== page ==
Many key drivers for dry cargo demand have reported a significant uptick in 2017, resulting in improving conditions for all vessels in the multipurpose shipping sector, according to Drewry.
This year started out well with most demand drivers for the breakbulk sector strengthening from the lowest levels seen in 2016 with the trend forecast to continue in the medium term at least. The exception is the price of oil for which forecasts suggest is unlikely to rise over $55 a barrel for the next few years. Whether that is sufficient to rekindle investors’ interests or not remains a moot point.
The demand for breakbulk commodities and project cargo comes from a wide variety of sources. So it is affected by drivers ranging from crude steel production and oil prices to global GDP and investor confidence, with some being more tangible than the others. Some of these drivers are also a lot more affected by political influences and outside events.
However, there are already signs that the improvement in the competing sectors of bulk carriers and container ships has led to an increase in the market share for project carriers. Some container lines have declared a lessening interest in the more problematic cargoes that these ships are suited to carry. Adding this to a fleet that is largely stagnant – or rather the ‘simple’ multipurpose fleet is declining at about 2% per annum whilst the project carriers with lift capability greater than 100ts are growing at 3% per annum – and this gives an overall fleet growth of just 0.2% per annum for the medium term.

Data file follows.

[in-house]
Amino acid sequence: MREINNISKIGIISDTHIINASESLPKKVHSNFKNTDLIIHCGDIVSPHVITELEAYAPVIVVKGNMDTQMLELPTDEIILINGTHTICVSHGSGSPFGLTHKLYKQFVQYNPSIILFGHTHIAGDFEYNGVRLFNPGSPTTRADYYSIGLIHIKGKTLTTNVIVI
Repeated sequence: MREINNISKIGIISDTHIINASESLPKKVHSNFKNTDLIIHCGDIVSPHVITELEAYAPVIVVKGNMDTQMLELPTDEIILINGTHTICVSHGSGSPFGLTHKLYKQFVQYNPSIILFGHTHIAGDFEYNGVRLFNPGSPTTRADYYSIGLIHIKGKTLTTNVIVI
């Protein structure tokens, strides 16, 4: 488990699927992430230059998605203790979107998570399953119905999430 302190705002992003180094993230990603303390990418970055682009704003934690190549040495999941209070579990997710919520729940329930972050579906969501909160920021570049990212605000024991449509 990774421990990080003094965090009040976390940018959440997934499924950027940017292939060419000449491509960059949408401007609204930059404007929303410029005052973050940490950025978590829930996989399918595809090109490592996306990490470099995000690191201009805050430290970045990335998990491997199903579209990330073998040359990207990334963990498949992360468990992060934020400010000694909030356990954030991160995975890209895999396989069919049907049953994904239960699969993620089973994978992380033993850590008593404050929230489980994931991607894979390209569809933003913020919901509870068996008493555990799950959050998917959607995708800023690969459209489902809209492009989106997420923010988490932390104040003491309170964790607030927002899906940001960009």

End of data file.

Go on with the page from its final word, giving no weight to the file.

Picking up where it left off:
“Whilst we believe that 2017 will be slow, the prospects for the second half of the year and into 2018 continue to strengthen and give rise to our optimism for this sector,” comments Susan Oatway, lead analyst for multipurpose shipping at Drewry.